But most people can go a step further and get a real trusted traveler ID that bumps your odds to almost perfect. The most obvious method is to get Global Entry, which costs $100 and may be reimbursed by your airline (United does this for Premier Platinum and Premier 1K members) or your credit card issuer (American Express does this for personal and business Platinum Card holders).
Less common are the NEXUS and SENTRI programs, intended for border crossings with Canada and Mexico, respectively. These two programs cost only $50, and you’ll still get a trusted traveler ID that can also be used for PreCheck.
Now I know I argued in the past with some who claimed you could use Global Entry kiosks with just a NEXUS card. I didn’t dispute that, only that I thought their use was still limited to kiosks at borders with Canada or Mexico. It just didn’t make sense that they’d give you all the same benefits as Global Entry for half the price, and the language online was a bit vague.
So I chatted up the friendly Customs and Border Patrol officer during my interview, and she confirmed this was true! She agreed it was silly but explained one catch: You can’t get NEXUS at just any CBP office; only those along the U.S.-Canada border (like in Seattle) are eligible. So you’ll need to come up here to get the sale price! Or, try for SENTRI if you live along the southern border with Mexico. In fact, NEXUS and SENTRI can potentially offer more benefits than Global Entry alone if you expect to do any land border crossings.
Once you have a trusted traveler ID, make sure it’s in your passenger profile when you book your ticket. When using the invitation-only process tied to an airline loyalty program, I was obviously out of luck if I booked with another airline besides United. But now I can use my number with any domestic airline. Finally, it’s also important to make sure your name on the reservation matches the one on your ID card, which means watching for things like middle initials.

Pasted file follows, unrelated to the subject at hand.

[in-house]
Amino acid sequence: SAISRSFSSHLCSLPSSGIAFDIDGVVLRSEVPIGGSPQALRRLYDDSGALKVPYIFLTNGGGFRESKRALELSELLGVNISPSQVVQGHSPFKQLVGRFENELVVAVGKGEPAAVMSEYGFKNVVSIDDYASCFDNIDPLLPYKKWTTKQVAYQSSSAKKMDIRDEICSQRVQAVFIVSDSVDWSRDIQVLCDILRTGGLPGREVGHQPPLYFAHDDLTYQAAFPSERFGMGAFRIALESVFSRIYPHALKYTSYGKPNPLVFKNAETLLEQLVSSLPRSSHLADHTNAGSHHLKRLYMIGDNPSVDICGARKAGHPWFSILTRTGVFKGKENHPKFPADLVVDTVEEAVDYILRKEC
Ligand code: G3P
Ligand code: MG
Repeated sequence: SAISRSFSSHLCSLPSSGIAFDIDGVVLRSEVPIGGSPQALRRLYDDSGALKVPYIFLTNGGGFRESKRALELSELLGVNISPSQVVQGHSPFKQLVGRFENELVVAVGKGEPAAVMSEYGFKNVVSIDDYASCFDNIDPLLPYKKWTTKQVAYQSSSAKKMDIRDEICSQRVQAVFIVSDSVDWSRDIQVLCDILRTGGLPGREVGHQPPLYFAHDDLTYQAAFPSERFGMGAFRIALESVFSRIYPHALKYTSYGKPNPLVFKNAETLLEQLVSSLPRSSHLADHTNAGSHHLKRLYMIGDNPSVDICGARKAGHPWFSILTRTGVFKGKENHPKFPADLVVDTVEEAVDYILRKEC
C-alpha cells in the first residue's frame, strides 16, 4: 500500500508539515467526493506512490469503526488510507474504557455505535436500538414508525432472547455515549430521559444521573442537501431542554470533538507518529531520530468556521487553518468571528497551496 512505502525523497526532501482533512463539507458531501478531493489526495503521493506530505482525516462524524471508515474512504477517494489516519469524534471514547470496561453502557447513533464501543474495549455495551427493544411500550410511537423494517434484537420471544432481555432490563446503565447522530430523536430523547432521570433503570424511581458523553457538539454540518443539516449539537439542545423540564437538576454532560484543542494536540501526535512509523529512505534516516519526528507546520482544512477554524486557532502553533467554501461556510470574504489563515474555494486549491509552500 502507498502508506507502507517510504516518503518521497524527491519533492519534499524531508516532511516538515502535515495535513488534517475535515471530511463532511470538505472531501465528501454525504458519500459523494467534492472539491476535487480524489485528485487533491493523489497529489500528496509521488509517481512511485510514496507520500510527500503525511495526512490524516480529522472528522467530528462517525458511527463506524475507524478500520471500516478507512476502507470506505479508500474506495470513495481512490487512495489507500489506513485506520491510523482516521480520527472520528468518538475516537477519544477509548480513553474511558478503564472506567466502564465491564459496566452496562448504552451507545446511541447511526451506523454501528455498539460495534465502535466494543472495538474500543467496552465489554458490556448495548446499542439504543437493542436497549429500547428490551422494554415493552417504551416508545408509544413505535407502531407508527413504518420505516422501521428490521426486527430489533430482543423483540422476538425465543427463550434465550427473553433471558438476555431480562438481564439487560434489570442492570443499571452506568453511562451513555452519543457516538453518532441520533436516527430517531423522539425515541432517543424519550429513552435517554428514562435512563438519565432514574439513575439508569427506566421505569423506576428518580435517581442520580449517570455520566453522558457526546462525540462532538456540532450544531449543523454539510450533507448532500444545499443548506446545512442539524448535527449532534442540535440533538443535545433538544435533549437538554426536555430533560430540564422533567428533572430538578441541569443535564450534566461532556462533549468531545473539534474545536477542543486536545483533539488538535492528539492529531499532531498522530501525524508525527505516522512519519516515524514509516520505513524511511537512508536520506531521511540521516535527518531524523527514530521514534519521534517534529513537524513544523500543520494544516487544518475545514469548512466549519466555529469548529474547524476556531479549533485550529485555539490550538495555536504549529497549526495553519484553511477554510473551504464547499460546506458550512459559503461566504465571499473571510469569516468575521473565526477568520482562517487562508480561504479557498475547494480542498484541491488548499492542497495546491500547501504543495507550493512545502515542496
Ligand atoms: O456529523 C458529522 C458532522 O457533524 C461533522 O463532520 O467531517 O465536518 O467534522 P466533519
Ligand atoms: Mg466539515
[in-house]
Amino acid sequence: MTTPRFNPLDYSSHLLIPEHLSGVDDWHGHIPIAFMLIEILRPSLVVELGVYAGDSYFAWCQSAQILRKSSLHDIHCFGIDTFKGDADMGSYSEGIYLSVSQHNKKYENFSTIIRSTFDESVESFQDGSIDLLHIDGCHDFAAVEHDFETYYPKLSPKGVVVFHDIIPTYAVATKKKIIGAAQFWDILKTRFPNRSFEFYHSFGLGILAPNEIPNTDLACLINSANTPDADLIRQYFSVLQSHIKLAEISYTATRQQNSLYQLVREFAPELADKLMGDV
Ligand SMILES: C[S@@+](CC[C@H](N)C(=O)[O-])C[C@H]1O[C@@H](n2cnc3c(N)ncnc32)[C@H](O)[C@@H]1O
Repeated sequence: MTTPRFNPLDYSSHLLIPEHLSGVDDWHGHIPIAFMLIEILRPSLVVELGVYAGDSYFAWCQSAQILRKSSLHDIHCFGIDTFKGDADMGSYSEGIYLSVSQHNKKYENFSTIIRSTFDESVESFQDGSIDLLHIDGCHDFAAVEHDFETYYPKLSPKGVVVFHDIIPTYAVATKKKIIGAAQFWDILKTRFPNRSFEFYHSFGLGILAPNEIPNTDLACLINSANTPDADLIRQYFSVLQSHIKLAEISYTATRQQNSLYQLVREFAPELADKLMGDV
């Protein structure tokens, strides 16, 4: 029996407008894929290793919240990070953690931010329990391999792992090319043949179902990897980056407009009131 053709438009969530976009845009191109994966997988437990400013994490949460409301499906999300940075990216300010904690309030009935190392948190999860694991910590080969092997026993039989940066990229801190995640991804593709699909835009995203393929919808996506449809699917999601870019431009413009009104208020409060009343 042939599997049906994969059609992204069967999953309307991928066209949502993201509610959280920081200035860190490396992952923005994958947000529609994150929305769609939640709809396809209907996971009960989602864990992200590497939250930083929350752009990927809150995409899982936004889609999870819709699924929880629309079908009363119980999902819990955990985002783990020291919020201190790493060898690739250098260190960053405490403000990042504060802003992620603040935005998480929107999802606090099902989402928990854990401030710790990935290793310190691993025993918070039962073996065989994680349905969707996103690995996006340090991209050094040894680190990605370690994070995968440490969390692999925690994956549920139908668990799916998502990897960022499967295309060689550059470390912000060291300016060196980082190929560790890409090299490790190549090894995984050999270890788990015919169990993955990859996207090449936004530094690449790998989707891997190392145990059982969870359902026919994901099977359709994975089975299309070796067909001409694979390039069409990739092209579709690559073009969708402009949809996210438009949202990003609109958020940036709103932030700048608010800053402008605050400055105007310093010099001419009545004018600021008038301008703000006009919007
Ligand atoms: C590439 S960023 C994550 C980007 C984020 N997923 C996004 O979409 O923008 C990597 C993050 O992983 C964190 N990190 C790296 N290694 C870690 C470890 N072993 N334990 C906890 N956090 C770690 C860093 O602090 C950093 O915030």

If you don’t want to get a trusted traveler ID and want to rely on the free participation through your airline’s loyalty program, here are links to some of the major airlines’ information pages:
…And How to Game the System
I’ll end with a “trick” to at least expedite your security nightmare even if you don’t get to opt-out of the full body scan.
If you go through the PreCheck lane and get the dreaded single-beep, you will be shunted off to the normal security process, but you will also find yourself at the front of the line. Before PreCheck was moved at SeaTac, it actually ran parallel with the premium security line.
On occasions where there might be 20 people in the premium line, I knew I was PreCheck eligible, so I’d go in that line which had only one or two. Yes, my odds were only 50% in those days without Global Entry. But when I didn’t clear, I was not only at the front of the line but at the front of the premium line, too!
Airport personnel do check if you have a membership card or a first class boarding pass to enter the premium security lane. They do not check if you have Global Entry to enter the PreCheck lane, so anyone can go in knowing they will fail but still move to the front of the screening process.
I consider it dishonest to flash a grocery or other unrelated loyalty card and try to pass it off as though you’re a top-tier elite with access to the premium security lane. However, since no one is actually checking if you are eligible to use the PreCheck lane, this other approach seems somewhat permissible. I’ll leave you to make up your own mind, but I think it’s easier (and more reliable) to just pay $50-100 for a trusted traveler ID of your own.